The initiative was worded in a manner that ensures the establishment of a viable and sovereign Palestinian state living in peace and harmony side by side with Israel as opposed to the cartoonist state stipulated in the Oslo agreement which ended in Arafat’s siege.

Now this initiative, which gives priority to border and Jerusalem at the expense of other final status issues, including refugees and water, was said be revisited again by Kerry.

While Kerry gave no details of his talks with the Palestinian President Mahmoud Abbas last week as usual in compliance of the confidentiality of the newly-launched peace negotiations, the president’s aide Nimer Hammad was quoted in news reports as confirming that the “ .S. discussed a renewal of the initiative from the Arab League’s part.”

Revisiting the initiative means making more compromises added to those made before, with indications that the new concessions would be again on borders which would simply mean a new Oslo agreement in the making with no guarantees of a viable state for the Palestinians nor long-standing security for the Israelis. In other words, the peace process will be then back to square one.

Revisiting initiatives

The much talk about the Jordan valley before and after Kerry’s third visit to the region is a proof of the intention to revisit the Arab initiative and also an indication that no common grounds have been reached between the two sides despite Kerry’s marathon efforts.

Inasmuch as maintaining a military presence in the Jordan valley has been said to be a fundamental Israeli need, the absence of Israeli forces there has to do with the Palestinians’ quest for an independent and sovereign states.

For the Palestinians, the Jordan valley is the remaining border line with the eastern Arab state Jordan that can guarantee them some kind of sovereignty for their envisioned state with the Israeli settlements devouring and surrounding their occupied territories.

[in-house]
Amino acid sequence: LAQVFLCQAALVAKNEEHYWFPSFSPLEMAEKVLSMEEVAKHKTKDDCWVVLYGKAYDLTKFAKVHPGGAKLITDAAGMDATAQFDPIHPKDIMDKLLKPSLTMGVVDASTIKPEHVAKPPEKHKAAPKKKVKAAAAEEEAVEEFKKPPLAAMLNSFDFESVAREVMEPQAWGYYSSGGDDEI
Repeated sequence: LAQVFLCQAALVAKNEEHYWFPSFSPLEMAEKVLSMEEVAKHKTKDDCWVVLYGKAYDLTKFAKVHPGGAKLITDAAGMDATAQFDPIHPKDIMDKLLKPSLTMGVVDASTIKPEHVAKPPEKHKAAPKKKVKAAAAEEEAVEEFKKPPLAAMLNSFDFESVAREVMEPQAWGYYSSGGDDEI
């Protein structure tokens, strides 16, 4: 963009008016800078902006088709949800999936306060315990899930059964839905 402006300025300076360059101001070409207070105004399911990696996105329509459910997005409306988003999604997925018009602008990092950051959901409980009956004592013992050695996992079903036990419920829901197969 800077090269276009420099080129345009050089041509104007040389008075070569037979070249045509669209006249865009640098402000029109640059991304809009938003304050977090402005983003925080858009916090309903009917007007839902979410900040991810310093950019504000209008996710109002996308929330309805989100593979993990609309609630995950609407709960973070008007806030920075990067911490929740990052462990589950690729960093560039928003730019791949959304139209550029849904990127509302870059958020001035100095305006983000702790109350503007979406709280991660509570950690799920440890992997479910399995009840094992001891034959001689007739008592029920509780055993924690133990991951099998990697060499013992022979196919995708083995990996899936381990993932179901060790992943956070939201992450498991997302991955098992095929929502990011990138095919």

The Palestinians are aware of the Israeli stubborn stance on the settlement expansions in Jerusalem and the West Bank and also certain of Kerry’s inability to press for compromises on the settlement dilemma and that is why moving eastward to the Jordan valley seems to be their irreversible demand.

Israel’s deputy defense minister Danny Danon was quoted as in news reports as ruling out any security compromise in the Jordan Valley, saying the Jewish state would not give in to U.S. pressure to accept “a bad deal.”

“We cannot count how many times he came already. We welcome him to Israel but we should tell him very clearly – we will not sign an interim agreement that will put the lives of Israelis in danger…We saw what happened in Geneva. A bad accord was signed in Geneva. We will not sign another bad accord with the Palestinians,” Danon said.

On the other hand, Chief Palestinian negotiator Yasser Abed Rabbo has been also quoted as complaining about Kerry as putting the entire peace process on the verge of “total failure” by backing the Israeli demand.

Aiding an agenda

Rabbo later told Palestinian media that the Obama Administration was aiding Israel’s “expansionist agenda” on the pretext of “security” as a means of appeasing the Jewish state following the West’s nuclear deal with Iran.

So, neither the Israelis nor the Palestinians seem to be ever willing to make compromises on the Jordan valley issue which will mean a new deadlock to the peace process or a hastily-formulated peace deal.

It is required from Kerry, so far presenting himself as the godfather of the peace process, to ensure that any compromises made from now should guarantee sustainable and lasting peace deal between the Palestinians and the Israelis.

Other than that, the scenarios would be a “no deal” or a “bad deal” exactly like that of the Oslo agreement which set the basis of a short-lived Palestinian entity and fragile security for the Israelis.

Raed Omari is a Jordanian journalist, political analyst, parliamentary affairs expert, and commentator on local and regional political affairs. His writing focuses on the Arab Spring, press freedoms, Islamist groups, emerging economies, climate change, natural disasters, agriculture, the environment and social media. He is a writer for The Jordan Times, and contributes to Al Arabiya English. He can be reached via [email protected], or on Twitter @RaedAlOmari2

Disclaimer: Views expressed by writers in this section are their own and do not reflect Al Arabiya English's point-of-view.